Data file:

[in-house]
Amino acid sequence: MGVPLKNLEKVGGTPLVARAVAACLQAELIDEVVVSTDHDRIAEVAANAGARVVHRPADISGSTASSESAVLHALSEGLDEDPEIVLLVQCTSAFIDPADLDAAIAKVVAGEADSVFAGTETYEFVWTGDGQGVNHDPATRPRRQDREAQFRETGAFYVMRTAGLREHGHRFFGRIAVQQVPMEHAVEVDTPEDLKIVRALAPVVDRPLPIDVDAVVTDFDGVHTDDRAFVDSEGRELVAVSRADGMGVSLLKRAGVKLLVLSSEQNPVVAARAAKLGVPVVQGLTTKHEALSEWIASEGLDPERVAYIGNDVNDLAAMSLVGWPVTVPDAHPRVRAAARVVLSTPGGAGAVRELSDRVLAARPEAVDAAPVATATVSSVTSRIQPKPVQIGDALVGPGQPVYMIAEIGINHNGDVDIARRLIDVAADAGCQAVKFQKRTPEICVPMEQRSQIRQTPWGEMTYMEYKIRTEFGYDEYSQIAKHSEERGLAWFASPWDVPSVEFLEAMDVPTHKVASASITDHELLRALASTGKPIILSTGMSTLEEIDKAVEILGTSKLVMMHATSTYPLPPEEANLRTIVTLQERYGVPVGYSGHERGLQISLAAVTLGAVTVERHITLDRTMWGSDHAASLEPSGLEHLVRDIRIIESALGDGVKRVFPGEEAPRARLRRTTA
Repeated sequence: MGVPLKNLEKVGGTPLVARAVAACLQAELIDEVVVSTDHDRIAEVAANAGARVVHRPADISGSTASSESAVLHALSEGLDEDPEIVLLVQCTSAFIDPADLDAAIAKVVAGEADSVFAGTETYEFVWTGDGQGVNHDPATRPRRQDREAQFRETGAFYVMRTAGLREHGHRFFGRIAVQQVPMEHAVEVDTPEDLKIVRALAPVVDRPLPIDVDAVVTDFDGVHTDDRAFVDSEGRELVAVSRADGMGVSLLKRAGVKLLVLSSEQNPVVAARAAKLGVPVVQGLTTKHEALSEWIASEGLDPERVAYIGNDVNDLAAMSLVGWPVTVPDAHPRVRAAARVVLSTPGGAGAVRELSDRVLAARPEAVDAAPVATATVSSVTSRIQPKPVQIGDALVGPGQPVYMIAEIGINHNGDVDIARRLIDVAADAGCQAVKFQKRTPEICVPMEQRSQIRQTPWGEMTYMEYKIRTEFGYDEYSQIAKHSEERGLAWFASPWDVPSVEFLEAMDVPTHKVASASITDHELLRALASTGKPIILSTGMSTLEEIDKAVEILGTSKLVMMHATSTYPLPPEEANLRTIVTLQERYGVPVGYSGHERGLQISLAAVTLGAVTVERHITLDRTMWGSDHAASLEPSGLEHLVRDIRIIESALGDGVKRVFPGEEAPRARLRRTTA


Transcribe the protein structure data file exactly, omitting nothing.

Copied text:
[in-house]
Amino acid sequence: MGVPLKNLEKVGGTPLVARAVAACLQAELIDEVVVSTDHDRIAEVAANAGARVVHRPADISGSTASSESAVLHALSEGLDEDPEIVLLVQCTSAFIDPADLDAAIAKVVAGEADSVFAGTETYEFVWTGDGQGVNHDPATRPRRQDREAQFRETGAFYVMRTAGLREHGHRFFGRIAVQQVPMEHAVEVDTPEDLKIVRALAPVVDRPLPIDVDAVVTDFDGVHTDDRAFVDSEGRELVAVSRADGMGVSLLKRAGVKLLVLSSEQNPVVAARAAKLGVPVVQGLTTKHEALSEWIASEGLDPERVAYIGNDVNDLAAMSLVGWPVTVPDAHPRVRAAARVVLSTPGGAGAVRELSDRVLAARPEAVDAAPVATATVSSVTSRIQPKPVQIGDALVGPGQPVYMIAEIGINHNGDVDIARRLIDVAADAGCQAVKFQKRTPEICVPMEQRSQIRQTPWGEMTYMEYKIRTEFGYDEYSQIAKHSEERGLAWFASPWDVPSVEFLEAMDVPTHKVASASITDHELLRALASTGKPIILSTGMSTLEEIDKAVEILGTSKLVMMHATSTYPLPPEEANLRTIVTLQERYGVPVGYSGHERGLQISLAAVTLGAVTVERHITLDRTMWGSDHAASLEPSGLEHLVRDIRIIESALGDGVKRVFPGEEAPRARLRRTTA
Repeated sequence: MGVPLKNLEKVGGTPLVARAVAACLQAELIDEVVVSTDHDRIAEVAANAGARVVHRPADISGSTASSESAVLHALSEGLDEDPEIVLLVQCTSAFIDPADLDAAIAKVVAGEADSVFAGTETYEFVWTGDGQGVNHDPATRPRRQDREAQFRETGAFYVMRTAGLREHGHRFFGRIAVQQVPMEHAVEVDTPEDLKIVRALAPVVDRPLPIDVDAVVTDFDGVHTDDRAFVDSEGRELVAVSRADGMGVSLLKRAGVKLLVLSSEQNPVVAARAAKLGVPVVQGLTTKHEALSEWIASEGLDPERVAYIGNDVNDLAAMSLVGWPVTVPDAHPRVRAAARVVLSTPGGAGAVRELSDRVLAARPEAVDAAPVATATVSSVTSRIQPKPVQIGDALVGPGQPVYMIAEIGINHNGDVDIARRLIDVAADAGCQAVKFQKRTPEICVPMEQRSQIRQTPWGEMTYMEYKIRTEFGYDEYSQIAKHSEERGLAWFASPWDVPSVEFLEAMDVPTHKVASASITDHELLRALASTGKPIILSTGMSTLEEIDKAVEILGTSKLVMMHATSTYPLPPEEANLRTIVTLQERYGVPVGYSGHERGLQISLAAVTLGAVTVERHITLDRTMWGSDHAASLEPSGLEHLVRDIRIIESALGDGVKRVFPGEEAPRARLRRTTA